Then there are the Lake Henshaw Resort, just before you turn, and the Hideout Steakhouse, where you turn to Mesa Grande Road. The Hideout is popular on the weekends with the Harley touring crowd and is worth a visit. The Henshaw resort has cabins.

Leaving SR-76 is where the drive really begins. Mesa Grande Road has been profied here a few times, most recently in 2007 when I tore around it in a Saturn Sky. Mesa Grande has just about anything a driving enthusiast would like… nice curves, not much traffic and great scenery. The Subaru Forester ate up the curves… not quite the WRX I tested last year, but as close as I’ve experienced in a grocery-getter SUV.

The road kinks through private grazing lands and the Mesa Grande Indian Reservation. Keep your eyes on the road and be careful; it’s not hard to wander over the center line on those blind, hairpin turns.

Look for the old Mesa Grande Store (it’s pretty much the largest building you’ll see), then make the right turn to Black Canyon Road.

About 12 miles of dirt from Mesa Grande to the edge of Ramona, Black Canyon Road runs along the edge of a spectacular canyon.

And it’s an old road. Back when I drove this in 2003 for Weekend Driver San Diego, I did a bit of research and found it not only pre-dates the Automobile Age, it probably goes back to the Native Americans who lived in the area before European settlers came in the late-1700s.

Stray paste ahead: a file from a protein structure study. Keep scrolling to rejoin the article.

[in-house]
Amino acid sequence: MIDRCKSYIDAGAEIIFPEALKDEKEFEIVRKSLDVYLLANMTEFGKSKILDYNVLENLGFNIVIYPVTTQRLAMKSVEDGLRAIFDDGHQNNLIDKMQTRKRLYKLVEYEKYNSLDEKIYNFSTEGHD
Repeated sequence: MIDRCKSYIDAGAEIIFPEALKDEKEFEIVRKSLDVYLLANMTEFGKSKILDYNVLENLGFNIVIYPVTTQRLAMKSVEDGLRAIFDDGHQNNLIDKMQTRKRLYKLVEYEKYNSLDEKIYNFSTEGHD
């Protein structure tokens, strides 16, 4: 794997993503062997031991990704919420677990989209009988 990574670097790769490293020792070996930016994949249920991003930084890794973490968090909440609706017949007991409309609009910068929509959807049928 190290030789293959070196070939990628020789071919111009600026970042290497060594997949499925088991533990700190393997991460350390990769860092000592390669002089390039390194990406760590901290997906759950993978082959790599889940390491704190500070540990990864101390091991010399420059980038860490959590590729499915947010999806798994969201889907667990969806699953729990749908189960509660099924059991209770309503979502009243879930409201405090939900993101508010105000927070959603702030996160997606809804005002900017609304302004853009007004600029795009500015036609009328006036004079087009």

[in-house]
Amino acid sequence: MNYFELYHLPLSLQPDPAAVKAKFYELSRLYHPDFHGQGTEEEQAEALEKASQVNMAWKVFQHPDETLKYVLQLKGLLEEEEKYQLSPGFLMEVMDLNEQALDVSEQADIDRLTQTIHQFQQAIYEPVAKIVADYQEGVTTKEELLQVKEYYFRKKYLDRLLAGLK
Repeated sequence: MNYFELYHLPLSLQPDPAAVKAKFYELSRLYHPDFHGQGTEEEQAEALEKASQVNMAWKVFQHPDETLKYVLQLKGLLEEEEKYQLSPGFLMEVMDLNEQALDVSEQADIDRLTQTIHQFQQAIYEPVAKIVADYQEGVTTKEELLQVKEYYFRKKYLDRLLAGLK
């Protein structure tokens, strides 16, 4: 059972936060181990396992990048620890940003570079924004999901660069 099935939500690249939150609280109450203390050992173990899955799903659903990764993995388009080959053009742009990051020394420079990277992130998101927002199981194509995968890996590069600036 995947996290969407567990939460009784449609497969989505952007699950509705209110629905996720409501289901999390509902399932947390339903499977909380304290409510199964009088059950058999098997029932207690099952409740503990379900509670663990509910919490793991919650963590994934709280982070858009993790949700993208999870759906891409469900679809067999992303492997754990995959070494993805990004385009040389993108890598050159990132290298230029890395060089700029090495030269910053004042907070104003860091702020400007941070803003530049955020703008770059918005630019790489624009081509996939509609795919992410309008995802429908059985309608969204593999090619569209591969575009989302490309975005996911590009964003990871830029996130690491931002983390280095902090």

As the area developed, it was an important connection between Warner Springs, an outpost for travelers coming to and from the desert, and Ramona, which was an important agricultural center on the way to San Diego.

And although paved roads have gone elsewhere and trade routes have changed, Black Canyon Road remains open and shows signs that the County is still maintaining it, as it does for about 150 miles of dirt roads.

Drivers today get to enjoy one of the pristine nature areas in the county. Between the Cleveland National Forest and the Mesa Grande Indian Reservation, most of the road is in protected areas. Much of the road clings to the cliffside, with a shear drop on one side. Signs warn to “use horn at one lane curves” and you’d better believe it. Talk about blind curves… there’s only one, narrow lane. Your Hummer H2 would be challenged not because of the terrain, but because your wide track and fat tires might scrape the edge of the road, sending little pebbles cascading down 50 feet or more to the bottom of the canyon.